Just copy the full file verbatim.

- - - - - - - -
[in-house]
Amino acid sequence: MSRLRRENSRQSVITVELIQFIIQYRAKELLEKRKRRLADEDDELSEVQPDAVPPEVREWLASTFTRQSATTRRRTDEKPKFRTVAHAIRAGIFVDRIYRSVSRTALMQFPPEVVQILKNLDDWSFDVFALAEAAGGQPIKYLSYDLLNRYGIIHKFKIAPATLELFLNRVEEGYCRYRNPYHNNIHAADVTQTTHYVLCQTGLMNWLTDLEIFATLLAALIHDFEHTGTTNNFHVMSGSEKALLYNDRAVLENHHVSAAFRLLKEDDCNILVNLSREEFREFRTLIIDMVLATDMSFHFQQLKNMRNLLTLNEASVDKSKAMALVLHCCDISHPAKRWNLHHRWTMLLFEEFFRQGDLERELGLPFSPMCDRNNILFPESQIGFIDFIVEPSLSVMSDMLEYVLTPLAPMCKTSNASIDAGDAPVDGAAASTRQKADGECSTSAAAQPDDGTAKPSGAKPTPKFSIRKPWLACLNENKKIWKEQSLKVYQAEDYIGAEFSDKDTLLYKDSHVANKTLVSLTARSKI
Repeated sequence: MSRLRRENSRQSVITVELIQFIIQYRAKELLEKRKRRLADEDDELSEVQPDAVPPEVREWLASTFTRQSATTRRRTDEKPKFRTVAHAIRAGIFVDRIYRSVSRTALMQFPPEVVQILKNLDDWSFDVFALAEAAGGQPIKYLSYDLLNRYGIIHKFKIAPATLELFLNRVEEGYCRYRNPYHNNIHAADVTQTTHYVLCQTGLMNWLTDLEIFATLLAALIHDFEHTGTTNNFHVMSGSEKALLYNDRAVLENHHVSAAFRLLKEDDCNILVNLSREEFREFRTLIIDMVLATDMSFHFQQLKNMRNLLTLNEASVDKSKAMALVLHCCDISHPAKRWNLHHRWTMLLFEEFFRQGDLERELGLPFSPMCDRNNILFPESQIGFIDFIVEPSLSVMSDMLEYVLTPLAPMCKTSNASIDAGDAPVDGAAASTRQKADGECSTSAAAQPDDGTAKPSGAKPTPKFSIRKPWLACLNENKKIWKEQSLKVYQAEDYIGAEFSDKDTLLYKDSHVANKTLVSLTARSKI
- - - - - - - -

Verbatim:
[in-house]
Amino acid sequence: MSRLRRENSRQSVITVELIQFIIQYRAKELLEKRKRRLADEDDELSEVQPDAVPPEVREWLASTFTRQSATTRRRTDEKPKFRTVAHAIRAGIFVDRIYRSVSRTALMQFPPEVVQILKNLDDWSFDVFALAEAAGGQPIKYLSYDLLNRYGIIHKFKIAPATLELFLNRVEEGYCRYRNPYHNNIHAADVTQTTHYVLCQTGLMNWLTDLEIFATLLAALIHDFEHTGTTNNFHVMSGSEKALLYNDRAVLENHHVSAAFRLLKEDDCNILVNLSREEFREFRTLIIDMVLATDMSFHFQQLKNMRNLLTLNEASVDKSKAMALVLHCCDISHPAKRWNLHHRWTMLLFEEFFRQGDLERELGLPFSPMCDRNNILFPESQIGFIDFIVEPSLSVMSDMLEYVLTPLAPMCKTSNASIDAGDAPVDGAAASTRQKADGECSTSAAAQPDDGTAKPSGAKPTPKFSIRKPWLACLNENKKIWKEQSLKVYQAEDYIGAEFSDKDTLLYKDSHVANKTLVSLTARSKI
Repeated sequence: MSRLRRENSRQSVITVELIQFIIQYRAKELLEKRKRRLADEDDELSEVQPDAVPPEVREWLASTFTRQSATTRRRTDEKPKFRTVAHAIRAGIFVDRIYRSVSRTALMQFPPEVVQILKNLDDWSFDVFALAEAAGGQPIKYLSYDLLNRYGIIHKFKIAPATLELFLNRVEEGYCRYRNPYHNNIHAADVTQTTHYVLCQTGLMNWLTDLEIFATLLAALIHDFEHTGTTNNFHVMSGSEKALLYNDRAVLENHHVSAAFRLLKEDDCNILVNLSREEFREFRTLIIDMVLATDMSFHFQQLKNMRNLLTLNEASVDKSKAMALVLHCCDISHPAKRWNLHHRWTMLLFEEFFRQGDLERELGLPFSPMCDRNNILFPESQIGFIDFIVEPSLSVMSDMLEYVLTPLAPMCKTSNASIDAGDAPVDGAAASTRQKADGECSTSAAAQPDDGTAKPSGAKPTPKFSIRKPWLACLNENKKIWKEQSLKVYQAEDYIGAEFSDKDTLLYKDSHVANKTLVSLTARSKI